The Problem With “Innovation”

Last week while prodding a pitching entrepreneur on his competitive landscape I rattled off potential competitor after potential competitor in order to gauge his reaction. After appeasing me for a few of them he paused, mid-sentence, a little befuddled. Then he stopped altogether.

A little exasperated, he said something along the lines of:

Startups don’t compete with airlines by purchasing a bunch of planes, hiring a bunch of pilots and locking up a bunch of terminals at airports. Startups compete with airlines by inventing videoconferencing.

It’s as though he was channeling Buckminster Fuller who said:

You never change things by fighting the existing reality. To change something, build a new model that makes the existing model obsolete.

The problem with building these new models is they often look silly and inconsequential in light of their larger, more established contemporary. Or, as some might describe, like Sugar Water:

Almost none of the stuff on the radar of the Silicon Valley echo-chamber is innovative or solves any real human needs. They won’t cure anyone of disease, feed a child, improve the environment, or radically improve manufacturing…

Pinterest? Quora? Other social apps. It’s all a big distraction, it’s entertainment…

Shouldn’t we care more about game-changing, world-changing, and real innovation? And shouldn’t we care less about sites and services that don’t have any real prospect of any of the above?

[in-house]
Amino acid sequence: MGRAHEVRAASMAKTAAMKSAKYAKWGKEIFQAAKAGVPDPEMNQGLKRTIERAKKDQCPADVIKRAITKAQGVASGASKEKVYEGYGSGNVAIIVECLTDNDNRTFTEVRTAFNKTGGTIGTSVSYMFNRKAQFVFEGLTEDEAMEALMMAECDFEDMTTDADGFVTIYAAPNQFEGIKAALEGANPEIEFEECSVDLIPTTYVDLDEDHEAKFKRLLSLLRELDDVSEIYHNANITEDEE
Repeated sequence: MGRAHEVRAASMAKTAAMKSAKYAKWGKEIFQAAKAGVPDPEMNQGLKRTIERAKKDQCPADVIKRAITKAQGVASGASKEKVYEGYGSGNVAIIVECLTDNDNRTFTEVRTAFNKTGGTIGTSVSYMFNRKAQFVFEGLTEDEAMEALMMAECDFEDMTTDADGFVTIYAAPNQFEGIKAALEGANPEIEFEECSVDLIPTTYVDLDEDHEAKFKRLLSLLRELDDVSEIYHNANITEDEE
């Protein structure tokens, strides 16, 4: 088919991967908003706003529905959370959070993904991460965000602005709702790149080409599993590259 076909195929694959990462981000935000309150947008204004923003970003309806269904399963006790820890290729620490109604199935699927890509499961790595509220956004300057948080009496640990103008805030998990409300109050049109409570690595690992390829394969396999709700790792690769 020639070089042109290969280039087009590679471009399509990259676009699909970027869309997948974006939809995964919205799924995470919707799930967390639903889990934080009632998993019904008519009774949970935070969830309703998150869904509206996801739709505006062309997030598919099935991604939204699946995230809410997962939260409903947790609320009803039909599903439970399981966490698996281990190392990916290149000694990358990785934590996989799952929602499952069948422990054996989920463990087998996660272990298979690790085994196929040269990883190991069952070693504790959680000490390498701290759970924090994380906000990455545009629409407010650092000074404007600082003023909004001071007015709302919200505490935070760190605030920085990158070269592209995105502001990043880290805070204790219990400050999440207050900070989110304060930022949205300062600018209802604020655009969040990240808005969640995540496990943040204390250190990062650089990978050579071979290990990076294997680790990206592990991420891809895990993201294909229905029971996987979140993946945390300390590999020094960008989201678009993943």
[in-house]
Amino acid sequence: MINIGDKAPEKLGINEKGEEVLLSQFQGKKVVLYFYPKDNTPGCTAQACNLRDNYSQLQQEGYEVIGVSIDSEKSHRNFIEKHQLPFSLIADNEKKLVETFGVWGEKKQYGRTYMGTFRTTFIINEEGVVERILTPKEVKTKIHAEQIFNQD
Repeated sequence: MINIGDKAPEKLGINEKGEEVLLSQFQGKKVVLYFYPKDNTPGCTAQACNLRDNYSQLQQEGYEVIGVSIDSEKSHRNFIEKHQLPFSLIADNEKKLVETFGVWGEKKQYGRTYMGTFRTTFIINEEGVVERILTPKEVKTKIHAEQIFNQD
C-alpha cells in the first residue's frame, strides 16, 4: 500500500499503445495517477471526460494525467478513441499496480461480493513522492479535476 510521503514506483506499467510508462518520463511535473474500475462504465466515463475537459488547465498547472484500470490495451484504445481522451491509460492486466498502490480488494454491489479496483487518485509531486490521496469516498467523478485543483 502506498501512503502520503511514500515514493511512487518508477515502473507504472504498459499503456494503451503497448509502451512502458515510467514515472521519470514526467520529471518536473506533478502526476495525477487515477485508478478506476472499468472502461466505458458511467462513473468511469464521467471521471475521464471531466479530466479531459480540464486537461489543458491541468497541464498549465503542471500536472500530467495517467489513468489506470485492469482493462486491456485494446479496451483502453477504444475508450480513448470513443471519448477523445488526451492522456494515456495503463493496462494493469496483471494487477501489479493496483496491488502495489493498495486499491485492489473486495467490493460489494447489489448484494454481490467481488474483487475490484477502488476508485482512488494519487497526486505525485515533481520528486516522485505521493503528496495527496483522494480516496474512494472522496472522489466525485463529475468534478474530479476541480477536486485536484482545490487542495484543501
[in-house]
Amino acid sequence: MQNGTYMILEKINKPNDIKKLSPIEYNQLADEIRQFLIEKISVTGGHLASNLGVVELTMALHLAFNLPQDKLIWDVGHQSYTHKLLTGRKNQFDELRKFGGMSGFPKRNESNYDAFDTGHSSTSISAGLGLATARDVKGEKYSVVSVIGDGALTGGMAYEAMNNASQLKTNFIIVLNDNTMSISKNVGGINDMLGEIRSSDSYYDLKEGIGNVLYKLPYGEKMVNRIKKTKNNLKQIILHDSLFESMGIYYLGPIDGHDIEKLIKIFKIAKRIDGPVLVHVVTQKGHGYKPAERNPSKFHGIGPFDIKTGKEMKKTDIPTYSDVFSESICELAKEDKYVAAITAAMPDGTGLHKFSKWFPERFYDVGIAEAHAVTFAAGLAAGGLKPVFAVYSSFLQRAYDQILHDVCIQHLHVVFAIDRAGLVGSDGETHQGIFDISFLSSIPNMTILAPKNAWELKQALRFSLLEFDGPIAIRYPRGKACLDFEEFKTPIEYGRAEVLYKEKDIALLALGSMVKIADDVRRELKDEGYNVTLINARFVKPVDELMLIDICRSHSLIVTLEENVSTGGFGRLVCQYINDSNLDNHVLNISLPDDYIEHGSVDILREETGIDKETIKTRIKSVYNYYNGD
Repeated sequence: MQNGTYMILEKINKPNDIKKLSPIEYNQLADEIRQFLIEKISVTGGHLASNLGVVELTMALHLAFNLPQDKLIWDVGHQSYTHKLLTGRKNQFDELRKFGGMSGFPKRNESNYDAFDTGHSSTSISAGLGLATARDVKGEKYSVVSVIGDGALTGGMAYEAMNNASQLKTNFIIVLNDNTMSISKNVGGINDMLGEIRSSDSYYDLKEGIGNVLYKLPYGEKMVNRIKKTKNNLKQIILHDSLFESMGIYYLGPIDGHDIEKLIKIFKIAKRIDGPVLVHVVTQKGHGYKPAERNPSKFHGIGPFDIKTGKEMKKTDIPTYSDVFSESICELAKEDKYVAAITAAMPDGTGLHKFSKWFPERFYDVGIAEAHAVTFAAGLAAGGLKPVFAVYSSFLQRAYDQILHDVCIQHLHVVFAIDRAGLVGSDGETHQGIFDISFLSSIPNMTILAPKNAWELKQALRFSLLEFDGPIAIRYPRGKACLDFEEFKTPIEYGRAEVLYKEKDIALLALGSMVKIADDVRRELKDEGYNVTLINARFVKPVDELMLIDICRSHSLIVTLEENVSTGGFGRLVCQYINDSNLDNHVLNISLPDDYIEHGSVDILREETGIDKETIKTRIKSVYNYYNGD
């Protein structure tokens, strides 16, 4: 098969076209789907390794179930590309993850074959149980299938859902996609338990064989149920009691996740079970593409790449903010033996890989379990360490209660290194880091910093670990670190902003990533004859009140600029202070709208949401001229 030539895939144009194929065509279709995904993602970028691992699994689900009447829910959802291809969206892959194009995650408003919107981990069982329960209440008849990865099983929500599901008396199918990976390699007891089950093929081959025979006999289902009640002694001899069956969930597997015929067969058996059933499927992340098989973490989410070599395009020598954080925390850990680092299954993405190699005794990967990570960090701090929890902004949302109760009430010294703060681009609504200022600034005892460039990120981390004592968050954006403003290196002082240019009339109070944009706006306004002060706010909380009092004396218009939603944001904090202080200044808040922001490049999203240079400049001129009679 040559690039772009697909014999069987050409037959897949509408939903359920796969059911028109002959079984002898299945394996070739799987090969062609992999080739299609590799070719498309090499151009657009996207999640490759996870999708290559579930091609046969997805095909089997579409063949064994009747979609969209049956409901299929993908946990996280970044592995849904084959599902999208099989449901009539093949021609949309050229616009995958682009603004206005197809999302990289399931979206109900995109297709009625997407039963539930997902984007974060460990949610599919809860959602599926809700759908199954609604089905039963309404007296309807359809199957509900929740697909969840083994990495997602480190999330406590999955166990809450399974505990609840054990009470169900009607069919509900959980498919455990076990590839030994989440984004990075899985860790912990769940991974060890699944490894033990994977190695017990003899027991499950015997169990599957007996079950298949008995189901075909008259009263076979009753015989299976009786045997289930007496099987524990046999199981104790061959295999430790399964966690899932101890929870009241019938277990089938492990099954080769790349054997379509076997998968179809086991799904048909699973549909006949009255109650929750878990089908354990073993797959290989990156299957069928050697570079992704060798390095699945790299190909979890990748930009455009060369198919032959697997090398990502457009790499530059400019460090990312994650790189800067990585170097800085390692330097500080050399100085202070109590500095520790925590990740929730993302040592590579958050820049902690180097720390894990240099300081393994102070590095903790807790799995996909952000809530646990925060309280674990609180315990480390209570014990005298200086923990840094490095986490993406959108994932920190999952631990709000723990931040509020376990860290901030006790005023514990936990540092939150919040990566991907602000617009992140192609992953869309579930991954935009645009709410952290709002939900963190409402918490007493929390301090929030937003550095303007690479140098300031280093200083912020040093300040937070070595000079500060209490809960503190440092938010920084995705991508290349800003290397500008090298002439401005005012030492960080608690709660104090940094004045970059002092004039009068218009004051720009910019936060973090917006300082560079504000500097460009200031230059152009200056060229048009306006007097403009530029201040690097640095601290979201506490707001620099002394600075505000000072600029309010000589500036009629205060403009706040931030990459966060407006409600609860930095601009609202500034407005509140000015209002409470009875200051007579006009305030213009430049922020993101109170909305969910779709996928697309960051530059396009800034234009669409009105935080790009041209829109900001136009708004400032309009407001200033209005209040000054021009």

Yes, we should.

But we also need to remember what innovation really looks like. Because it looks different, it looks silly and often, it looks more like sugar water than space ships.

And then, suddenly, one day in casual conversation my wife, an early Pinterest user, turned to me and said “Pinterest is my Google”.

What?

What on the surface can been seen as a silly little distraction of a site built for and by naval gazing tech insiders suddenly looks- innovative.

And there’s the innovation cycle. New models create new markets, but they’re often misunderstood at the outset. Stupid checkins reshape how we explore and experience the real world. Prepaying for tick tock watches reshapes financial markets. Silly status updates spark revolutions. And grainy glitchy video calls cut into the commercial air travel.

Innovation, like sugar water, tastes pretty sweet to me.